The election of incumbent Anthony R. Selvaggi and new members Robert P. Wahlstrom and Alice B. Jempsa to the Los Alamitos City Council Tuesday was also a victory for the common theme in each of their campaigns--keeping the city of 11,500 people attractive to business and potential residents.
Incumbent Mayor Selvaggi, 61, who is “very comfortable” with his second-term victory, said he plans to vigorously pursue the Neighborhood Pride Program he established to encourage residents to beautify their homes.
Selvaggi, who took 24.9% of the vote, said he would enforce the program because of the constituency’s concern with maintaining the image of the community. “It keeps property values up and makes the community generally attractive to businesses and prospective homeowners,” he said.
Selvaggi, a former planning commission member who now serves on the Orange County Airport Land Use Commission, said he also plans to organize a city emergency preparedness council to update the training of city employees and outline their roles and duties in an emergency.
Also included in his agenda is the streamlining of the “cumbersome” red tape involved for getting building permits and plans approved by the city.
Wahlstrom, the third vote-getter with 17.4% of the ballots, said he was “satisfied and relieved” by the election results. “It’s nice to know you have the support of that many people to get elected,” Wahlstrom said.
Wahlstrom, 53, said he had no major changes or sweeping reforms in mind for city hall, but his main goal was to be tougher than his predecessors in enforcing existing city codes. These codes include weed and nuisance abatement programs for overgrown lots and abandoned property, he said. “We’re too easy on property owners, we give them more time than they need” to clear property, Wahlstrom said.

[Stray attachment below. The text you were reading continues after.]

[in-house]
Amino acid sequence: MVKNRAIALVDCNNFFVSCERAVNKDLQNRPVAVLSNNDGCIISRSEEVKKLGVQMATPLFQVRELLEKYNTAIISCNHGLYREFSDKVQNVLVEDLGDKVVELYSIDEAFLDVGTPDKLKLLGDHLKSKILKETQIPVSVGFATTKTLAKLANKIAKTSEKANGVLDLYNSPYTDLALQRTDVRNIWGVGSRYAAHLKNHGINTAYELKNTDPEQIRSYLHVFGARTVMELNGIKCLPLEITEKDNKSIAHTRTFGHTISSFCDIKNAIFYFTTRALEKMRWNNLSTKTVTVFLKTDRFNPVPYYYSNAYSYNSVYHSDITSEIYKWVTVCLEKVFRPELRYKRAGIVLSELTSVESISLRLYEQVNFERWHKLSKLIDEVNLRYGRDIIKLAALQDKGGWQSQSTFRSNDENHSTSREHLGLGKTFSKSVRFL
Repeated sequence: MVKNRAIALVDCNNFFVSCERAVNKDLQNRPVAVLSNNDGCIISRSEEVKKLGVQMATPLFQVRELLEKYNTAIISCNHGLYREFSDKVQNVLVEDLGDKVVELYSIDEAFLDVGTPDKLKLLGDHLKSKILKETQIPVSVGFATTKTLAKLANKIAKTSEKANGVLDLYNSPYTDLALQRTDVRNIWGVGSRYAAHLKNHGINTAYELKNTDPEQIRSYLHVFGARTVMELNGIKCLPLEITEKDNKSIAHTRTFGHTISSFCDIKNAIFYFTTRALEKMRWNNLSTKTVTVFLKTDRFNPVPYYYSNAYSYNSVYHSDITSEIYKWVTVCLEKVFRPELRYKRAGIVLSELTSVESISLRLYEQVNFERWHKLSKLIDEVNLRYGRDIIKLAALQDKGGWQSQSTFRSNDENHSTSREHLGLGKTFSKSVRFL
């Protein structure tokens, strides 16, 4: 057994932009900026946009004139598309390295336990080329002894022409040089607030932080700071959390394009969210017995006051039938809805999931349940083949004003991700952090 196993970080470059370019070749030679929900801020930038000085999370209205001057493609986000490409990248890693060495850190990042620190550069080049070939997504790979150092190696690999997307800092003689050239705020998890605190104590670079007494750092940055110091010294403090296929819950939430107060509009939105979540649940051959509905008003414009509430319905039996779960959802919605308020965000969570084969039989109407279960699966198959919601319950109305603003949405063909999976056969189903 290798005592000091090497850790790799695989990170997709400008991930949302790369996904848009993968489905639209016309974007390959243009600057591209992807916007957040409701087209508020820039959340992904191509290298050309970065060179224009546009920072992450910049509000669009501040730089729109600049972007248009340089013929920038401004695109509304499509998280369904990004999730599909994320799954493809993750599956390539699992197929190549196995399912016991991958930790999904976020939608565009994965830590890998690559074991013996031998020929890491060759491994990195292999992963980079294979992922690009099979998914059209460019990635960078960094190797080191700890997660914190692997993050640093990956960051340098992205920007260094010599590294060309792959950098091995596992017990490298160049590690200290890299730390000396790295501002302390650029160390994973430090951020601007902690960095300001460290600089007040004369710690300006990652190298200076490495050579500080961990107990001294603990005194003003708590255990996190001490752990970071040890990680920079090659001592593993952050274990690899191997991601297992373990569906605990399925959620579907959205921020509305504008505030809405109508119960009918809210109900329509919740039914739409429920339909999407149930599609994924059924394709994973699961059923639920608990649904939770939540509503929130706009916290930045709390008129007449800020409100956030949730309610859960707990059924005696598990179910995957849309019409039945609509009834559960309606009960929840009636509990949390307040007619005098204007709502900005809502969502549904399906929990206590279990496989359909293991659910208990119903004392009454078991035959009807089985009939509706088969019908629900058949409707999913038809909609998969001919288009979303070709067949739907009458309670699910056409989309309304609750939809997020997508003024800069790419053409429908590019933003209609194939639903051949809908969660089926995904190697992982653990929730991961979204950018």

Wahlstrom, a vice president with Specialty Restaurant Corp. in Long Beach and a member of the planning commission for 10 years, said he also plans to take a “tougher stance on parking violations,” including parking recreational vehicles and boats on residential streets.
He added that his work on the Planning Commission with Selvaggi and Councilman Paul Bernal, who was not up for reelection this year, would make his work on the council easier because he is familiar with their personalities. “I don’t see any major personality or issue clashes there at all,” he said.
Jempsa, a teacher and assistant principal at Leal Elementary School in Cerritos, was the surprising leader in the six-way election for three seats, winning 26.5% of the votes. “I was really totally surprised by the results. I had hoped to do well, but doing as well as I did was a wonderful surprise,” she said.
In addition to maintaining development compatible with other buildings in the city through the Architectural Review Program, Jempsa’s main focus will be to listen to the concerns of the public, she said. “If we listen to them (the residents), we won’t go far wrong on what’s good for the community,” Jempsa said.
After talking with residents, Jempsa said the “people are very interested in maintaining the quality of life they have in the city.” She also seeks to maintain and improve city services and ensure that the parks and recreation program continues to meet the needs of a changing community, she said.
Councilman Dave Lander, who did not run for a third term, said Jempsa’s background in education and Wahlstrom’s experience in business, and their past involvement in the community, would lend positive qualities to the council. All three will be sworn into office Tuesday.
Lander said the present council members, as well as those newly elected, would continue to favor low-key development in the city’s business district. “We’ve had a pretty consistent philosophy for the last 12 years. I do expect it to continue,” he said. “I feel very optimistic about the city, that it will continue on the same keel it has in the past.”